Fifty-one psychology students were recruited to determine the effects of olfaction and task complexity on recall. All participants were English literates. After giving participants a general idea of the study, participants were given a list consisting of either simple or complex words and tested on the number of words they could successfully recall. The odor variable was then introduced, followed by a similar memory test. While task complexity had an adverse effect on recall, odor failed to function as a distractor. Researchers' hypothesis that memory performance participants who are exposed to olfactory distractors will be adversely affected, and that memory performance will be negatively correlated with intensity of odor and complexity of task was only partly supported.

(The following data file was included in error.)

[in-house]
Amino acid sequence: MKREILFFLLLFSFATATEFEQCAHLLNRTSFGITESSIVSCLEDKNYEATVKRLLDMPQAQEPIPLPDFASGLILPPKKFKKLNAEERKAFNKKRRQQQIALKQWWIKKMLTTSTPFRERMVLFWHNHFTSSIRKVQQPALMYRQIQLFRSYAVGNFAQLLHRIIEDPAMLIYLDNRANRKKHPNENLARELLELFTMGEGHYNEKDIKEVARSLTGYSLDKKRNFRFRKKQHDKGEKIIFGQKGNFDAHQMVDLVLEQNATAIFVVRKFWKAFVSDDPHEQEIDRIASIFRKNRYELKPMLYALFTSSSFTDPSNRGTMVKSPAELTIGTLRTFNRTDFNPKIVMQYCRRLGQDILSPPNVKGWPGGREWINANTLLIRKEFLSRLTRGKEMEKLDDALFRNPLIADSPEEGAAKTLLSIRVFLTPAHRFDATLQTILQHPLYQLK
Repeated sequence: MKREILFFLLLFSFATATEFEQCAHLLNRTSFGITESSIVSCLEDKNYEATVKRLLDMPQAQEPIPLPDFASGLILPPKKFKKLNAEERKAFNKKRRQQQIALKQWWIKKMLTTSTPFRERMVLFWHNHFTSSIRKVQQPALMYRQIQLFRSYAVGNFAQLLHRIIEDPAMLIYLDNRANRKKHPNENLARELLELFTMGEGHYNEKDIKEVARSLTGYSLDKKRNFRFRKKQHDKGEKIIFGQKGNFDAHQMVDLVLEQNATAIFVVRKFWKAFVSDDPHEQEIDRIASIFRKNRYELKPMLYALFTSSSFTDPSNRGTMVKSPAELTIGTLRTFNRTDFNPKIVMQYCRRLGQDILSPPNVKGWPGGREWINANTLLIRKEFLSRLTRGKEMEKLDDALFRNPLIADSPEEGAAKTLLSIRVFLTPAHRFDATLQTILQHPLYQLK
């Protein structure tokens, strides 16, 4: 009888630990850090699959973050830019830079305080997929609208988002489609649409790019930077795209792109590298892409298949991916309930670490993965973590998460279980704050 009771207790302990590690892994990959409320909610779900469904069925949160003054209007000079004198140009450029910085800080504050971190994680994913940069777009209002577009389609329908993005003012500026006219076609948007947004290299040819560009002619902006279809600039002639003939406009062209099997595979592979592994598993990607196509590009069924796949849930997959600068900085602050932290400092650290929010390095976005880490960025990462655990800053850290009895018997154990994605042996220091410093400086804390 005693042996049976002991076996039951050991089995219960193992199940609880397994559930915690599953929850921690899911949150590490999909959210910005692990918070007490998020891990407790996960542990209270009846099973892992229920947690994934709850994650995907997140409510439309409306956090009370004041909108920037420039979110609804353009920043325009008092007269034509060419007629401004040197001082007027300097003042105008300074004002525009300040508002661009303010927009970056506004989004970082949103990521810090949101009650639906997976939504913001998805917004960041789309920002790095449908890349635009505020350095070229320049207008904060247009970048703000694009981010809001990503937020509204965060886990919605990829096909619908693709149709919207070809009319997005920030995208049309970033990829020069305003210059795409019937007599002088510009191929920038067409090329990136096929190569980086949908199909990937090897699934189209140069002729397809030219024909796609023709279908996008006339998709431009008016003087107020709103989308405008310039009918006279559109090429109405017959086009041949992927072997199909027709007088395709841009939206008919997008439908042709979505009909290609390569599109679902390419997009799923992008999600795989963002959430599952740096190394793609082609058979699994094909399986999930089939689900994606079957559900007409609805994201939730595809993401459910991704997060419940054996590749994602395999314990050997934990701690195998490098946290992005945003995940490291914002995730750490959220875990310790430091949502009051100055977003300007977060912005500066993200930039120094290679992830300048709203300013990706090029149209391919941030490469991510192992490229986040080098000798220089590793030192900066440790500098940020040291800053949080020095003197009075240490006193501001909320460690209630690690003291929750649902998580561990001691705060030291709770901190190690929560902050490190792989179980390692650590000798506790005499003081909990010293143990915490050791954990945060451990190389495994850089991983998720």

Information is retained through the process of encoding, storing and retrieving. Encoding concerns initial perceptions and registration of information and storage refers to the retention of encoded information, whereas retrieving involves the extraction of the stored information (Roediger, 2004).
There are three categories of memory; sensory, short-term, and long-term (Plotnik, 2000). Sensory memory refers to the retention of information after the stimulus has been removed, and is considered to operate within the approximate time frame of under two seconds at the most (ScienceDaily LLC, 2004). Short-term memory is generally held to be information that has been transferred from the sensory memory banks as a result of selective attention, has a limited capacity, and operates within the time frame of up to 30 seconds (Goodhead, 2001). Long-term memory, on the other hand, is generally referred to as information that has been encoded semantically and lasts from minutes to a lifetime (ibid). The main difference between short-term memory and long-term memory is the superficiality or depth of processing that information has been subjected to (ibid). Memory is one of the most widely...